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Food Safety - It Is Personal

BY Clarice Oelofse

What could be more personal than the food you eat? And what could be more personal than the hand that prepares your food? The issue of food safety is as close as your next meal.

 

Food safety awareness is hot news – firstly, new trends and legislations are playing a huge role in the supply chain and secondly, consumers are eating more meals which have been prepared outside of their home environment. Yet, the whole “food hygiene thing” covers widespread challenges such as food recalls, traceability, cleaning & sanitation, effective allergen management, management of non-conforming products, endless audits, inspections, training, legal compliance and micro-testing.

 

The human element in these activities can’t be ignored. Clearly, all food safety issues stem from human behaviour. There have been various indications that most foodborne illness outbreaks can be attributed to food workers’ improper food handling practices and/or a general lack of education and/or and lack of motivation.  For instance, the Campylobacter issue – did you even know you are not supposed to wash raw chicken before cooking it?

 

Thus, human behaviour is an important component of any food safety system. Take this into account, and we see that behavioural science can be an important tool in any food safety outlet to ensure that food workers handle food safely. Most food safety interventions provide knowledge to food workers with the expectation that workers will almost automatically and immediately  translate this knowledge into practice. Yet numerous studies on different types of behaviour, including food safety, indicate that although knowledge may be an essential component of behaviour change, it is not always sufficient. Human behaviour is complex, and multiple factors, not just knowledge, affect whether humans engage in any particular behaviour. Several behavioural science theories have focused on identifying these factors, which include elements such as knowledge, attitudes, and beliefs about the behaviour, intentions to engage in the behaviours and perceived behavioural norms. It is obvious that there is a need for food safety interventions that do more than merely provide food safety education. The answer could lie in the creation of a food safety culture, which focuses more on people (what they believe about food safety and consequently how they react to their beliefs, which is then translated into their behaviour).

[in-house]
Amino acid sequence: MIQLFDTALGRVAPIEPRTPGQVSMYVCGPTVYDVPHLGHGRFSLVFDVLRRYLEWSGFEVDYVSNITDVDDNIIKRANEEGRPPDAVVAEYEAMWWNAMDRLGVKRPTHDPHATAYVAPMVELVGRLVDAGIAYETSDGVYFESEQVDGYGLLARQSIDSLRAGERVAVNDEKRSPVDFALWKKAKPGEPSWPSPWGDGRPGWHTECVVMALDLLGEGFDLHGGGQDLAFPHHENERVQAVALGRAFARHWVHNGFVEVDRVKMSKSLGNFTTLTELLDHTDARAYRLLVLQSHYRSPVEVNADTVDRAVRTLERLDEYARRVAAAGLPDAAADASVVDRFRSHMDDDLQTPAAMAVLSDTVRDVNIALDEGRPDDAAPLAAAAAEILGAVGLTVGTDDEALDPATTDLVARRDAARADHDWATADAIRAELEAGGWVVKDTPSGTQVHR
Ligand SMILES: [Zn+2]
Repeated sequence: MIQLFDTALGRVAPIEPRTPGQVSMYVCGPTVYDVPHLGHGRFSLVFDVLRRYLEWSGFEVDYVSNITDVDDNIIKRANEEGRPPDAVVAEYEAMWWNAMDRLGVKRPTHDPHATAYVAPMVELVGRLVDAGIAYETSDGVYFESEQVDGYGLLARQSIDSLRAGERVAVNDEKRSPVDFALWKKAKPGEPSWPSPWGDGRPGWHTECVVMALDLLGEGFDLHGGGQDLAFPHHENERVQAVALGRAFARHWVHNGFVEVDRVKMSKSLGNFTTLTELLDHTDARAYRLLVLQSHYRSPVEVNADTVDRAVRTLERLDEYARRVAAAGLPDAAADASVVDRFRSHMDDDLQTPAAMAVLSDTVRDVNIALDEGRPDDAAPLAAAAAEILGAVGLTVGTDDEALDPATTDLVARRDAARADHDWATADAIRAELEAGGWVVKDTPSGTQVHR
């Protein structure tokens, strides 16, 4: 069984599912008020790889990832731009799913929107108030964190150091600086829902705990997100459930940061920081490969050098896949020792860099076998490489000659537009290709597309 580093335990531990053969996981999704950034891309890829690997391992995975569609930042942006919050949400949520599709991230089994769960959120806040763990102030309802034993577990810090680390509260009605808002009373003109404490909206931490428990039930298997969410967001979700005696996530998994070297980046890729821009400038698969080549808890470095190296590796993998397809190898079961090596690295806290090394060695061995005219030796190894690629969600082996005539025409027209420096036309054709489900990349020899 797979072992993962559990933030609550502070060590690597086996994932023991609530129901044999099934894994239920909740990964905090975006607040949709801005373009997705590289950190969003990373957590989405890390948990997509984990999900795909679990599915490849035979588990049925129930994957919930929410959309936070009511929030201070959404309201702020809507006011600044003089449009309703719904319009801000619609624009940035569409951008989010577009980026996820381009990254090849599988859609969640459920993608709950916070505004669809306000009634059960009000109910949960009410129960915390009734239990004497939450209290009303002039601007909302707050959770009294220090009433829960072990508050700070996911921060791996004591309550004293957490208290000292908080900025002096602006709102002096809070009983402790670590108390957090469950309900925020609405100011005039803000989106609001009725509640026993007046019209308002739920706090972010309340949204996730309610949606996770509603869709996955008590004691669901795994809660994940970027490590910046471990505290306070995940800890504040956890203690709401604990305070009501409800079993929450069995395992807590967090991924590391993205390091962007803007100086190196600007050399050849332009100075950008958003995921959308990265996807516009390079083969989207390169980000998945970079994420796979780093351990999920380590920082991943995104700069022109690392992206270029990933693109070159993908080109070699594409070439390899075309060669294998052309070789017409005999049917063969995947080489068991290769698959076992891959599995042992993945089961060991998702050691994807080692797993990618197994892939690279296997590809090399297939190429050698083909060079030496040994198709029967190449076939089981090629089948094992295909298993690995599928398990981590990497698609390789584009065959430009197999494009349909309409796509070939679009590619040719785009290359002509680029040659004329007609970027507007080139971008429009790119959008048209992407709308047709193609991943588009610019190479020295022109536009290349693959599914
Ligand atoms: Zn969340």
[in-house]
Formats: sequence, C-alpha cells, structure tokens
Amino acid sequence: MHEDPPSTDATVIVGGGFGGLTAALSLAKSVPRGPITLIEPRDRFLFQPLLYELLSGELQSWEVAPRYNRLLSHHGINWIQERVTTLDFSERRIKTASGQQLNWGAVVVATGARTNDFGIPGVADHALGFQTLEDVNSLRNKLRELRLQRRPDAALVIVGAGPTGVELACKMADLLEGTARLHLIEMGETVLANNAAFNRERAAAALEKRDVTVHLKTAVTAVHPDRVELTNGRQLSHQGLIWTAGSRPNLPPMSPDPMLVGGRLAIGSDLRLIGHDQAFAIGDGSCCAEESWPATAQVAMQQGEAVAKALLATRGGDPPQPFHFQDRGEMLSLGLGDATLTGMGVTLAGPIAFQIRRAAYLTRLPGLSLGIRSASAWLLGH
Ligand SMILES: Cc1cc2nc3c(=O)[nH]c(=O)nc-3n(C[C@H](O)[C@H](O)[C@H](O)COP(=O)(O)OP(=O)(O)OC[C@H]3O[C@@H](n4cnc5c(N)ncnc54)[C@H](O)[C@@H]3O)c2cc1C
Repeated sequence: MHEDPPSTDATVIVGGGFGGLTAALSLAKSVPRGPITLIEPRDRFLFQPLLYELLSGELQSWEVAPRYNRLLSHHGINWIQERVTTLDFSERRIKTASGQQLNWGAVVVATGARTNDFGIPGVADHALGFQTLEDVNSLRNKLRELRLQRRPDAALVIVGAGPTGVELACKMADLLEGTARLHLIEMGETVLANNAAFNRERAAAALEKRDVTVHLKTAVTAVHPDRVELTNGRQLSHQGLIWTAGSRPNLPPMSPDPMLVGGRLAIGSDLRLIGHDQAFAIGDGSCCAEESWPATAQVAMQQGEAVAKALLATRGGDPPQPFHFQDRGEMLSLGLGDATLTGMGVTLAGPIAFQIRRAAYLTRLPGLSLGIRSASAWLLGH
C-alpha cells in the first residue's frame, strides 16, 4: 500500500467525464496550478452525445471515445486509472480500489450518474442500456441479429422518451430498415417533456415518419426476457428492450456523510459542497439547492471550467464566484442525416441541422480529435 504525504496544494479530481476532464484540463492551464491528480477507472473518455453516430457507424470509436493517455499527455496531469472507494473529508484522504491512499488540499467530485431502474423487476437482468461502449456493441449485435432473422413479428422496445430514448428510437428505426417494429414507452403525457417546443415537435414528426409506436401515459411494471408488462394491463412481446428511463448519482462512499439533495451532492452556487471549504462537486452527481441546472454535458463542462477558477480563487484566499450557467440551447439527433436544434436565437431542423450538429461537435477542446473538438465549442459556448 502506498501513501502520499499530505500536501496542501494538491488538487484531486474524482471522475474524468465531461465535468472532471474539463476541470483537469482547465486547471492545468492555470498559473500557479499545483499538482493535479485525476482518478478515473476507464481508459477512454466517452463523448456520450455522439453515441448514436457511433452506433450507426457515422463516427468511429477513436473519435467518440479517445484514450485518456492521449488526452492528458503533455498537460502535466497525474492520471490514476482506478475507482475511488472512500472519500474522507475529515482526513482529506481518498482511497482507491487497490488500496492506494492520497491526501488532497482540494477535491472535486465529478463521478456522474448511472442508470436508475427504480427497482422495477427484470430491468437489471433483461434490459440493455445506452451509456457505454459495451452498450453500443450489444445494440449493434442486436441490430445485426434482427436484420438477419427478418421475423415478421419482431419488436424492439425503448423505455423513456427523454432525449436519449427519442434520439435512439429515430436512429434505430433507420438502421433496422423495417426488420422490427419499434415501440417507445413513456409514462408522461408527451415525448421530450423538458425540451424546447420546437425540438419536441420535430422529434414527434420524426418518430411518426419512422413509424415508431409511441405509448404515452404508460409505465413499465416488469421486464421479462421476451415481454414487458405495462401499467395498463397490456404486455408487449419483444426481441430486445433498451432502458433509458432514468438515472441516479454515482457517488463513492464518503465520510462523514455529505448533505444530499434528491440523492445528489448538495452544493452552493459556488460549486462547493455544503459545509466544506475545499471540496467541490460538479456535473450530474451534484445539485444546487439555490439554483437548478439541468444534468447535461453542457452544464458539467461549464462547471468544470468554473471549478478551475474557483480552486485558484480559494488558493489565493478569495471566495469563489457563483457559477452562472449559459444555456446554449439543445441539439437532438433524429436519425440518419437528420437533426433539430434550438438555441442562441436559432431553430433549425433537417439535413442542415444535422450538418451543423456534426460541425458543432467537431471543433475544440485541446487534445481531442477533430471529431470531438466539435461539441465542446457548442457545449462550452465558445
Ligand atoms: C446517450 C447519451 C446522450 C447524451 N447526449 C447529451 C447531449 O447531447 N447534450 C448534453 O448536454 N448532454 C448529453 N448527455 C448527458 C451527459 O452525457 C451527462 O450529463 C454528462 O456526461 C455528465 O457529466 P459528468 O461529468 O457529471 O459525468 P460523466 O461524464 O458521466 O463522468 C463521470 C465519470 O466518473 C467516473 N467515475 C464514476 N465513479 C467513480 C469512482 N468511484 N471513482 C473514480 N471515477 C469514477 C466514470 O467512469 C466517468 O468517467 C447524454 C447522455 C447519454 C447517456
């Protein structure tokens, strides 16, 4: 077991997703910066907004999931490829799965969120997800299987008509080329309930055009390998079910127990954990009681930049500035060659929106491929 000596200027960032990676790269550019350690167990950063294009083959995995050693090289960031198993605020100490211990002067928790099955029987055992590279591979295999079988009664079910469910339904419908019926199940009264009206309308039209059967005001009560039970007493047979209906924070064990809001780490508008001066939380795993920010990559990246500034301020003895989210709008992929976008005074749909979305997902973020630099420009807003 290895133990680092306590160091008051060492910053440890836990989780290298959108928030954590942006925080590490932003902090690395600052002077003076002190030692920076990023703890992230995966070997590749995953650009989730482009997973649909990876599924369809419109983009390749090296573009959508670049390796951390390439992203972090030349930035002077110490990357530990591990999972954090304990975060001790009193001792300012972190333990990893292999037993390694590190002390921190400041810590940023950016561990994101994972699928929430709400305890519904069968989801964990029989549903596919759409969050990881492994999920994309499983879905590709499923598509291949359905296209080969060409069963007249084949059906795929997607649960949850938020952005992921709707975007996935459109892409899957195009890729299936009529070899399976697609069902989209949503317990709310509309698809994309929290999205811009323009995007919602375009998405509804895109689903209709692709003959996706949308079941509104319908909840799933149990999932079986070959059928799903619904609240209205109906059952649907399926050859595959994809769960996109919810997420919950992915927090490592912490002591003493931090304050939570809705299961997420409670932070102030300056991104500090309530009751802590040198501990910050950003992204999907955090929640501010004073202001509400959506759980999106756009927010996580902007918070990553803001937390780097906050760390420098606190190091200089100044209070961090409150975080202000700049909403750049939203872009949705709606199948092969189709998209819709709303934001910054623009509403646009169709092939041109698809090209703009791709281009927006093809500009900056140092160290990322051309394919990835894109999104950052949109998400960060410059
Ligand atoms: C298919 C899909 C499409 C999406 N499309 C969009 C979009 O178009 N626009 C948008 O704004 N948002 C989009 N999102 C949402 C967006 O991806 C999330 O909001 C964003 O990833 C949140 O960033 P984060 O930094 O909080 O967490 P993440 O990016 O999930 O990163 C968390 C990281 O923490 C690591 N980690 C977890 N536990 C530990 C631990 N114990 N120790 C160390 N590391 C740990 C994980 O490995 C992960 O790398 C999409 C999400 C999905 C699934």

In essence, a behaviour based food safety management system is processed focused, as well as people focused. In order to improve the food safety performance of your organisation, it is essential to change behavioural patterns of staff. Let’s compare the “old” and the “new”

 

 Traditional Food Safety Management

 Behaviour Based Food Safety Management

 Focus on process

 Focus on process and people

 Solely focus on food science

 Emphasis on Food Science, Behavioural Science,      and Organisational Culture

 Simplistic view of behaviour change

 Behaviour change is more complex

 Linear thinking

 System Thinking

 Creates a food safety program

 Creates a food safety culture

 Employees are accountable for food safety

 Employees are responsible for food safety

 

  There are several ways to address this. Here are a few pointers:

  • encourage managers and supervisors to engage in activities that address factors (other than theoretical knowledge) that impact safe food handling, such as supporting a food safety culture in general and removing barriers to safe food handling, including inadequate staffing, inadequate equipment and inadequate process flows. The critical issue here is leadership. The old saying: “As the leader goes, so goes the nation…” comes to mind.
  • Managers and practitioners can conduct activities that would increase understanding of the factors that impact safe food handling in their respective areas. Storytelling and current affairs prove to be prevalent in their workplace – tap into that. Use eye-catching graphics and highlight what they can do as a food handler through your stories.

Frank Yiannas, vice-chair of the Global food Safety Initiative and Wal-Mart’s vice-president of food Safety, encouraged South African companies to work toward implementing a culture of food safety by working through a five-step process, which will help to change their employees’ behaviours and improve their food safety results:

  1. Create food safety expectations
  2. Educate and train all associates
  3. Communicate food safety frequently
  4. Establish food safety goals and measurements
  5. Put emphasis on consequences of behaviours

It is no small challenge to build a positive food safety culture in a multi-cultural society. We can unanimously agree that food safety is about more than training, but training is a good place to start. You see, you can’t change anyone’s behaviour if you are not addressing what they believe deep down…

 

 June 20, 2014
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Food Safety
Clarice Oelofse

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